The four playable characters have an increased amount of dialogue in comparison to their equivalents in previous instalments; NPC dialogue can change depending on the characters present.[24] Developers also felt that The Pre-Sequel would have more diverse humour than previous installments due to the makeup of its writing staff, and a decision to portray the Moon's inhabitants as being Australians themselves, allowing for references to Australian comedy and culture, including missions referencing cricket, the folk song "Waltzing Matilda", and a talking shotgun based upon the bogan stereotype.[6][14][25] Bruce Spence, an Australian actor well known for his role as the Gyro Captain in Mad Max 2 (the second film in a franchise that was cited as an influence on the setting of Borderlands as a whole), is among the game's voice actors–voicing a gyrocopter pilot in reference to his role from the film.[21]

      The Pre-Sequel would be the final video game developed by 2K Australia, as the studio was shut down on 16 April 2015.[26]


      Borderlands: The Pre-Sequel was released in North America on 14 October 2014.[5][27] Initially, the game was not released on eighth-generation consoles such as PlayStation 4 or Xbox One. As porting The Pre-Sequel to next-generation consoles would require rebuilding the engine (and thus defeating the purpose of retaining the engine used by Borderlands 2), developers instead targeted the game to the same console platforms that previous installments in the Borderlands franchise were released for.[6] In July 2014, 2K Australia's head Tony Lawrence stated that there was a possibility that The Pre-Sequel could be ported to next-generation consoles, gauged by fan demand and sales.[28] In August 2014, financial statements by Take-Two Interactive disclosed that a Linux port of the game was also in development; these details were confirmed by 2K in a statement to gaming news site[2] The port, which was accompanied by a port of Borderlands 2 released in late-September 2014, was released for Linux through Steam.[29]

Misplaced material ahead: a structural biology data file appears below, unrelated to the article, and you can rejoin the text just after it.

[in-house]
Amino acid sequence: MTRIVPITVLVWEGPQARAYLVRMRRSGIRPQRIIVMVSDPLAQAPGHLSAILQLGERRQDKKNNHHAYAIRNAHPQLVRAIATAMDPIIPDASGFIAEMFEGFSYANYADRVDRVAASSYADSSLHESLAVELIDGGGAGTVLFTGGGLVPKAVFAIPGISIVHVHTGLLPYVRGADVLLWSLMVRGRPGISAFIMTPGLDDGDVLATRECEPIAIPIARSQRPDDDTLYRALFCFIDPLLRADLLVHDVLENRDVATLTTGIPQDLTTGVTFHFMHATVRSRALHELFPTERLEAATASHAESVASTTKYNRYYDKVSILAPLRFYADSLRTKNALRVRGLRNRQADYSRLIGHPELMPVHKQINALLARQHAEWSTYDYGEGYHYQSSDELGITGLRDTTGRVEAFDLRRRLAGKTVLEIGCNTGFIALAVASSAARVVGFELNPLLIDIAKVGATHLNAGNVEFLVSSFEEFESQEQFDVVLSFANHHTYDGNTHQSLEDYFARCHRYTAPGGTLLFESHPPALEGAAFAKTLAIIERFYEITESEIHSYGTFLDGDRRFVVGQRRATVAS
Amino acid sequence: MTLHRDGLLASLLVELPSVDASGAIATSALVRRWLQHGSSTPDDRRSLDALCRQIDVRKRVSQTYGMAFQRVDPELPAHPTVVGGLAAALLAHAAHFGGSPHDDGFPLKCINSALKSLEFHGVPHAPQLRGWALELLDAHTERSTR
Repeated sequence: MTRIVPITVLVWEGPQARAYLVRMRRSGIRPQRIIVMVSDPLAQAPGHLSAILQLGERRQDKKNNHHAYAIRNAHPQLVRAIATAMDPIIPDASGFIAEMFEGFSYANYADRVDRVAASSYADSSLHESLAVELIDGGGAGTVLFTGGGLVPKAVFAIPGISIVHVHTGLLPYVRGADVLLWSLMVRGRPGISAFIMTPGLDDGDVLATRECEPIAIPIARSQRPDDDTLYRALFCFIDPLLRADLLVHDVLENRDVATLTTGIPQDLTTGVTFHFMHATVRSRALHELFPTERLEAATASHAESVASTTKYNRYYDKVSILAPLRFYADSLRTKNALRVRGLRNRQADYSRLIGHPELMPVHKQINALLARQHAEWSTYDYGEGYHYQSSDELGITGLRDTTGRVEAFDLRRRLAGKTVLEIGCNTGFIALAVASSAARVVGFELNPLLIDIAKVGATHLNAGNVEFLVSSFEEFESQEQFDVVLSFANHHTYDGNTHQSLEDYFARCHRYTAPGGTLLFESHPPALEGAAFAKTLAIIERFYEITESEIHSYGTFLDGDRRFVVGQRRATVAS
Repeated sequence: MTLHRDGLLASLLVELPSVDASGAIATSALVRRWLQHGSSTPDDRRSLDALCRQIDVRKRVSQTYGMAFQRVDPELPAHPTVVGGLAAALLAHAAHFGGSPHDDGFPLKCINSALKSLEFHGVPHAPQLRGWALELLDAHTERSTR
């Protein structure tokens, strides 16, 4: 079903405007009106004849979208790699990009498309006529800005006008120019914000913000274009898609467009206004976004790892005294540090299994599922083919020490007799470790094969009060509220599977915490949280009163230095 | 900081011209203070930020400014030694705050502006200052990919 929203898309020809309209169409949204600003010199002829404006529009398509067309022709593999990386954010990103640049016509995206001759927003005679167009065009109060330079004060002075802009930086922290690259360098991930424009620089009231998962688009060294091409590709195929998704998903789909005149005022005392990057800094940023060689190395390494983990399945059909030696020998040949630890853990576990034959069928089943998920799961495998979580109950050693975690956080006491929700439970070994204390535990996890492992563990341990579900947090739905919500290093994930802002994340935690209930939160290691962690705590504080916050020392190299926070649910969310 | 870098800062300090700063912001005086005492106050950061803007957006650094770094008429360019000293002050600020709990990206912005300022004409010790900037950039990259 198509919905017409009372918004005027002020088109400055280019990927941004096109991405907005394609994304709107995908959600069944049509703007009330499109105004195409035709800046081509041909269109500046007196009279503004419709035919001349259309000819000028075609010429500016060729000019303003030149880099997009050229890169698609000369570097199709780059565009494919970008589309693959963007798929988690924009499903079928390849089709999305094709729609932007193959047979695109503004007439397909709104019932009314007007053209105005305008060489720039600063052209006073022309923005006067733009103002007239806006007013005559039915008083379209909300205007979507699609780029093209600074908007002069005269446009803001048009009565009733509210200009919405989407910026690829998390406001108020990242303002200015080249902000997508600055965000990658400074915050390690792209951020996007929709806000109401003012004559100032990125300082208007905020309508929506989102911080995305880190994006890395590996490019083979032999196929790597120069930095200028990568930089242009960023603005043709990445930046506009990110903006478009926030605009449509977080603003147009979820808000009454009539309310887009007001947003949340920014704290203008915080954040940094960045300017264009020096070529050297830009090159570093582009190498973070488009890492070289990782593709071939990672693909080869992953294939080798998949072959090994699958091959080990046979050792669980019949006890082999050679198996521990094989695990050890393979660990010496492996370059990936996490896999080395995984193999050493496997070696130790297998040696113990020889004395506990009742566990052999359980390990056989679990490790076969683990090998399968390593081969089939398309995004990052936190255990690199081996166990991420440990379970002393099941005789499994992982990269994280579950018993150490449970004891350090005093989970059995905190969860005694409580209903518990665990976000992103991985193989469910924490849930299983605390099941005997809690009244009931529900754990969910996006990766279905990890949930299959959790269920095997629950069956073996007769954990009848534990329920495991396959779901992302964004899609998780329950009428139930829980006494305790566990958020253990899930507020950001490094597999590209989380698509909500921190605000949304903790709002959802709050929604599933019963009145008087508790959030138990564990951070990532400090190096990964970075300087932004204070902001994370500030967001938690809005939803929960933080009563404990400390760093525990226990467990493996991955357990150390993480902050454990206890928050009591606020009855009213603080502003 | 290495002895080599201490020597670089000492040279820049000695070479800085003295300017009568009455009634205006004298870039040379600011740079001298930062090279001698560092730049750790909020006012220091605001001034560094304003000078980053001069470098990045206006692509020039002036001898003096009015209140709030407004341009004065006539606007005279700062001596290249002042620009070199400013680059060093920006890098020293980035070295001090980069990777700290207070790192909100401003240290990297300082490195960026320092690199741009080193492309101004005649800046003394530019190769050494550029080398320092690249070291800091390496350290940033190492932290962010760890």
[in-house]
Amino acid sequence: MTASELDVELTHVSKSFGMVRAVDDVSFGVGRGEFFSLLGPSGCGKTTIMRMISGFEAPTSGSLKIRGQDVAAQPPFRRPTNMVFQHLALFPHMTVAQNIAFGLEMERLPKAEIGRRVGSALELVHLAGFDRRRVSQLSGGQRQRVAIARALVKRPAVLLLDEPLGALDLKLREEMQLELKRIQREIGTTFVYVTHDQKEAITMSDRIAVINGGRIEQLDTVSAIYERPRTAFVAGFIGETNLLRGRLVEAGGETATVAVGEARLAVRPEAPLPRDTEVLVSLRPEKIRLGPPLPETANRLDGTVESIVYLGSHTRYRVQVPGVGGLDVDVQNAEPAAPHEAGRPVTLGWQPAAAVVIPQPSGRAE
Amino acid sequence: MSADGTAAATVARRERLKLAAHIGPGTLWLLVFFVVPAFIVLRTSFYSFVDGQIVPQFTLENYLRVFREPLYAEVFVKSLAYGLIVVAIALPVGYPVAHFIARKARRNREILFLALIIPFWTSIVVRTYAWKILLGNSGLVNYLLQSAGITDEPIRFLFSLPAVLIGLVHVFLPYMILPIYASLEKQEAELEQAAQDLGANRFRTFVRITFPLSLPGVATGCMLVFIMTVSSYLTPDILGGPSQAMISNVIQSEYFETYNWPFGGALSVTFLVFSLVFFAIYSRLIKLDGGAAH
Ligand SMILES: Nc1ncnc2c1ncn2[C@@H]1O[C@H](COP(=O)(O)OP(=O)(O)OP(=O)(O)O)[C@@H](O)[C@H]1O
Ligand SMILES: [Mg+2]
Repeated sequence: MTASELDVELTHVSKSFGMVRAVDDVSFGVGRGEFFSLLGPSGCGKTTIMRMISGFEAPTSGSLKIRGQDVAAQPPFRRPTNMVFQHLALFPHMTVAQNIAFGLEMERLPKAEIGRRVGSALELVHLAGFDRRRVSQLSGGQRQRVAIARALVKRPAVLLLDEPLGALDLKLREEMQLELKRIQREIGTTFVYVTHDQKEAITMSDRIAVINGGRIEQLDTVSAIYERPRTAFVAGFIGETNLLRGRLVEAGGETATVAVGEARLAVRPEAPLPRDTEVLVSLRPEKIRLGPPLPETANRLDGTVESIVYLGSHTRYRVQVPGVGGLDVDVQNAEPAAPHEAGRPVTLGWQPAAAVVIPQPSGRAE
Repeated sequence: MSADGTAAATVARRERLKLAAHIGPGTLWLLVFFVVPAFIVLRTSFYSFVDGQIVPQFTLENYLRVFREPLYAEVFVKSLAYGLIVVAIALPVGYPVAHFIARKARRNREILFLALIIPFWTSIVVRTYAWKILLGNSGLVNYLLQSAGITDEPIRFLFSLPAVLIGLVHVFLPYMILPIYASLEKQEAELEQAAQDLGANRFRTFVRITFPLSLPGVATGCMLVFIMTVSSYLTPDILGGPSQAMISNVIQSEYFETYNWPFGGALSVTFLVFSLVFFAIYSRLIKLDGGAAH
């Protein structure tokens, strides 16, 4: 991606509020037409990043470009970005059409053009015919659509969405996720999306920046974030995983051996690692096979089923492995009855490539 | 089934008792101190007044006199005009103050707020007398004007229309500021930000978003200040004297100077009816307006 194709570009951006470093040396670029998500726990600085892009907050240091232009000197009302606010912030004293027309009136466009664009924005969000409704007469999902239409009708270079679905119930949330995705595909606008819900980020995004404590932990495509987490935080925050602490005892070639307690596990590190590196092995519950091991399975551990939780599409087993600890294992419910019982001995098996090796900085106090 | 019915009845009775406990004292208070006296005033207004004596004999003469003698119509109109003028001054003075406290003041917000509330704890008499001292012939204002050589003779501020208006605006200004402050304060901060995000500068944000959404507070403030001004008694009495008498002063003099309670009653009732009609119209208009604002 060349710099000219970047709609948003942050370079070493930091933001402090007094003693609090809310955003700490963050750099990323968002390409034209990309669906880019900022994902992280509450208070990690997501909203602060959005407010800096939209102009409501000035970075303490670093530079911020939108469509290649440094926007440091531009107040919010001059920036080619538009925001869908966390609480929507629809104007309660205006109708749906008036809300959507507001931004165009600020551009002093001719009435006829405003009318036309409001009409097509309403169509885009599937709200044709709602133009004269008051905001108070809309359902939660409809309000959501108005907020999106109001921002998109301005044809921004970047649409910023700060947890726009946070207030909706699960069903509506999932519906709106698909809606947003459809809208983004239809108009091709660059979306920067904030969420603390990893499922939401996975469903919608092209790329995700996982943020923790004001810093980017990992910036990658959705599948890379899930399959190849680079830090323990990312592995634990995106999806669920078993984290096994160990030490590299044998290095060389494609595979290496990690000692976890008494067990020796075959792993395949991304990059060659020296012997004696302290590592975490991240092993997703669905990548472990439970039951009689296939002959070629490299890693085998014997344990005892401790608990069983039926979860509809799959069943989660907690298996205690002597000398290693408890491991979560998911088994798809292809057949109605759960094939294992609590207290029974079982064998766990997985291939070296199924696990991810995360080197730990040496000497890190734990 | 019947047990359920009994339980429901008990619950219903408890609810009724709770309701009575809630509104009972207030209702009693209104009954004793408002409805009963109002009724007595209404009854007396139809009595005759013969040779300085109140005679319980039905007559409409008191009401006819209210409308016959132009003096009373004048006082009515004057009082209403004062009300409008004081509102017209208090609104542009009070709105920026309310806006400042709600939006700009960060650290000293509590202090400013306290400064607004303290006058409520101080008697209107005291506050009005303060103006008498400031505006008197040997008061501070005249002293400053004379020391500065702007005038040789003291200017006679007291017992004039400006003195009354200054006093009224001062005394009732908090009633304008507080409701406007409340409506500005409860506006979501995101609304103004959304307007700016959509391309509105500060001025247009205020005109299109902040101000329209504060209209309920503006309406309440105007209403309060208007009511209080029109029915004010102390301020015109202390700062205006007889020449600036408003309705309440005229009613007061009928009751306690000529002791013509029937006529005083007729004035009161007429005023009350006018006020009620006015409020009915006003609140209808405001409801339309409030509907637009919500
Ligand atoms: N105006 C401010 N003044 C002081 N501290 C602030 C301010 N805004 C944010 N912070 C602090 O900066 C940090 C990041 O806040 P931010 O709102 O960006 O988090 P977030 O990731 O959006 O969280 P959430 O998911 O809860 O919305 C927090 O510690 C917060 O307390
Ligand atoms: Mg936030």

As part of pre-release promotional efforts for the game, Gearbox began releasing Pre-Sequel-inspired character skins for Borderlands 2 in July 2014,[30] and at San Diego Comic-Con, Gearbox partnered with The Nerdist to set up a Borderlands-themed laser tag field at Petco Park during the convention.[31][32]

      On 18 September 2014, an extended 10-minute trailer featuring Sir Hammerlock and Mr. Torgue was released.[33] On 30 September 2014, Pitchford confirmed that the game had gone gold.[34]

      On 20 January 2015, 2K announced that it would release a compilation of Borderlands 2 and The Pre-Sequel, Borderlands: The Handsome Collection, for PS4 and Xbox One on 24 March 2015. It includes both games and all of their respective DLC.[8]

      Downloadable content

      As with Borderlands 2, downloadable content (DLC), including new characters and story campaigns, will be made for The Pre-Sequel, which can be purchased separately or together as a "Season Pass". The DLC mission Shock Drop Slaughter Pit was released at launch as a pre-order exclusive.[5]

      The first DLC character, released on 11 November 2014, is a body double of Handsome Jack, "the Doppelganger"; he can summon clones of himself known as "digi-Jacks" to fight alongside him. Jack's skill trees mainly focus on granting bonuses to himself, as well as his Digi-Jacks.[35][36]